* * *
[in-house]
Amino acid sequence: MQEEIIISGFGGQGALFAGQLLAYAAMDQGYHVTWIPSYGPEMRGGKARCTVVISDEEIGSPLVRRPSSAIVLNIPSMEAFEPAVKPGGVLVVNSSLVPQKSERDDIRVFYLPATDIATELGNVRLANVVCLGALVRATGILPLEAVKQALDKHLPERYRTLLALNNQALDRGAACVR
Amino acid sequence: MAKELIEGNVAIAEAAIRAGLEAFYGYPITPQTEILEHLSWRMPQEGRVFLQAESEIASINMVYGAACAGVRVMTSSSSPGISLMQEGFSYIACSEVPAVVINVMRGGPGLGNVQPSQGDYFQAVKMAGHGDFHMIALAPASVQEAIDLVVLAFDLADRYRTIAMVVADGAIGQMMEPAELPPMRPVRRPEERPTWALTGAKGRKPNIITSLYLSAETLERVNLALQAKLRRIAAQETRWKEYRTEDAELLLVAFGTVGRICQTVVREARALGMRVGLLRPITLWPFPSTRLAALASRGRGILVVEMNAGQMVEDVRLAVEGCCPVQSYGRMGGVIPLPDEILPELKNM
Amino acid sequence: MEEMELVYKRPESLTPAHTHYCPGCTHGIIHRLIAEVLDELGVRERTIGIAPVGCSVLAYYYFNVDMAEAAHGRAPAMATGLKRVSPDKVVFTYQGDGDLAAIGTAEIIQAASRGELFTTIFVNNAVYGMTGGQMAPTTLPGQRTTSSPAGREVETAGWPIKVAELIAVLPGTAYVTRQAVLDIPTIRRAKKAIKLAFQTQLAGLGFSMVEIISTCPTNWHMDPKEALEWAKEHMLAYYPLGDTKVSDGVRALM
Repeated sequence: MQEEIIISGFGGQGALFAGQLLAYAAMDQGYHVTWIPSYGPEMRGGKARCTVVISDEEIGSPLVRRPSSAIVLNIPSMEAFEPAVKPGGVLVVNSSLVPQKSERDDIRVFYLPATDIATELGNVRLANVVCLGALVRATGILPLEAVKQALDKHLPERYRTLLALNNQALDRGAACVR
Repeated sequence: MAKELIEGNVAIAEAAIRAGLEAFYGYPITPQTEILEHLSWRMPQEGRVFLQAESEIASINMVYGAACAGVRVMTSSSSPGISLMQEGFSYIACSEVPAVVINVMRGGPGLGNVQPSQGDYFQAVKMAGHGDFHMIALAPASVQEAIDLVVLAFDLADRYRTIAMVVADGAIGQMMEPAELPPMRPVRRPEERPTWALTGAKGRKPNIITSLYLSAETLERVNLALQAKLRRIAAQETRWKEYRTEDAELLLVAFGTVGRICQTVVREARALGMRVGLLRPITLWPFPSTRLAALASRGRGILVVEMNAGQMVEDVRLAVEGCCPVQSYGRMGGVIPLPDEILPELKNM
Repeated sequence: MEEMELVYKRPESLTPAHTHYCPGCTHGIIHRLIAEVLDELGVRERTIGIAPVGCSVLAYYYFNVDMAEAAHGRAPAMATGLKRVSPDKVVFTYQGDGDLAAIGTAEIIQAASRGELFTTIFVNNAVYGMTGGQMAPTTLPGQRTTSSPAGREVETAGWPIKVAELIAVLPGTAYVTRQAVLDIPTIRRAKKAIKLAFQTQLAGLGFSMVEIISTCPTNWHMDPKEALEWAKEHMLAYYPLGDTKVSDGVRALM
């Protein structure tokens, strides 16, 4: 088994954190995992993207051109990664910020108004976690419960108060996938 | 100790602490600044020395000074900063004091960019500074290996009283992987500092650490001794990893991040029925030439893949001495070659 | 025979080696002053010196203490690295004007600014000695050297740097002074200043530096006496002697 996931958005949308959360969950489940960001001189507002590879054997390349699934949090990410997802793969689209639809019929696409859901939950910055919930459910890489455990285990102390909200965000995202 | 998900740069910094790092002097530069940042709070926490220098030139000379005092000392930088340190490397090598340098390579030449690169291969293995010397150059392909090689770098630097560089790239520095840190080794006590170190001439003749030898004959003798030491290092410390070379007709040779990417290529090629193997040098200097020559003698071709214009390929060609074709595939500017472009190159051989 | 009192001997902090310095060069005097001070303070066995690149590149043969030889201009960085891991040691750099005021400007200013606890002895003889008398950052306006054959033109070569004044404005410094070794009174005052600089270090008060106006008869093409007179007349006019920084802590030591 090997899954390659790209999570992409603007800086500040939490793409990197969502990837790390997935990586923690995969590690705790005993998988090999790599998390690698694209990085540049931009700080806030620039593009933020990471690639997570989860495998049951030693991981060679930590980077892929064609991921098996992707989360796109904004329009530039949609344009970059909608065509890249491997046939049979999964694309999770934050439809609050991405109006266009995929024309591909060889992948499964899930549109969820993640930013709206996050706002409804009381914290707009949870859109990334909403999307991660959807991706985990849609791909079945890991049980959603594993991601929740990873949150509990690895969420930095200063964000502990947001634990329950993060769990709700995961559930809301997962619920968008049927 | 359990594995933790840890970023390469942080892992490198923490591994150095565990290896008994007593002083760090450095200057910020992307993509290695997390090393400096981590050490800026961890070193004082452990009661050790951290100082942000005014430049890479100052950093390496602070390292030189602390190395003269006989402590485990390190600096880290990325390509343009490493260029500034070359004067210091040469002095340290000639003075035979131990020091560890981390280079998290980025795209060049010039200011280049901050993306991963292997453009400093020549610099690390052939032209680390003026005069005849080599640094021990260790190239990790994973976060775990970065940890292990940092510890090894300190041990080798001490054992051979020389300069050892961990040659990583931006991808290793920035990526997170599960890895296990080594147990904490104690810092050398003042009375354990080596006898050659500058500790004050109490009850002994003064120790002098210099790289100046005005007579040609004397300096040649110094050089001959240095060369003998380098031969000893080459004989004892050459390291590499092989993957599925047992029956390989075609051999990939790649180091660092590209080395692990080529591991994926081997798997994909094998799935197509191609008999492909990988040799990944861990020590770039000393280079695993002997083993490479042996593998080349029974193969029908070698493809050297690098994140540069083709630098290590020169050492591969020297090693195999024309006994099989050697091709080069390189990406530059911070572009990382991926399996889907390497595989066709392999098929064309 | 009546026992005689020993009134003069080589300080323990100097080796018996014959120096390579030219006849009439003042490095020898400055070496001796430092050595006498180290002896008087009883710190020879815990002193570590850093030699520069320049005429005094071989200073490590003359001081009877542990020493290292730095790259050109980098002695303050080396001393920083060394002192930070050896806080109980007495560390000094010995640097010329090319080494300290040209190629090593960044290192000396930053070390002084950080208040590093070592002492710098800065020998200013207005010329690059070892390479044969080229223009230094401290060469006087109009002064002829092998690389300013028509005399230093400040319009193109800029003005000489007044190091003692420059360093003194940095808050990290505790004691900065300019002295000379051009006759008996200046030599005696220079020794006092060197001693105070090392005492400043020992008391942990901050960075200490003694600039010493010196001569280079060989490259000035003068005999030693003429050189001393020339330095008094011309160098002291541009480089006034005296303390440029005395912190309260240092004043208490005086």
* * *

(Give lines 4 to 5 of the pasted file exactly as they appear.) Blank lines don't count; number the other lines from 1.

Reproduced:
Amino acid sequence: MEEMELVYKRPESLTPAHTHYCPGCTHGIIHRLIAEVLDELGVRERTIGIAPVGCSVLAYYYFNVDMAEAAHGRAPAMATGLKRVSPDKVVFTYQGDGDLAAIGTAEIIQAASRGELFTTIFVNNAVYGMTGGQMAPTTLPGQRTTSSPAGREVETAGWPIKVAELIAVLPGTAYVTRQAVLDIPTIRRAKKAIKLAFQTQLAGLGFSMVEIISTCPTNWHMDPKEALEWAKEHMLAYYPLGDTKVSDGVRALM
Repeated sequence: MQEEIIISGFGGQGALFAGQLLAYAAMDQGYHVTWIPSYGPEMRGGKARCTVVISDEEIGSPLVRRPSSAIVLNIPSMEAFEPAVKPGGVLVVNSSLVPQKSERDDIRVFYLPATDIATELGNVRLANVVCLGALVRATGILPLEAVKQALDKHLPERYRTLLALNNQALDRGAACVR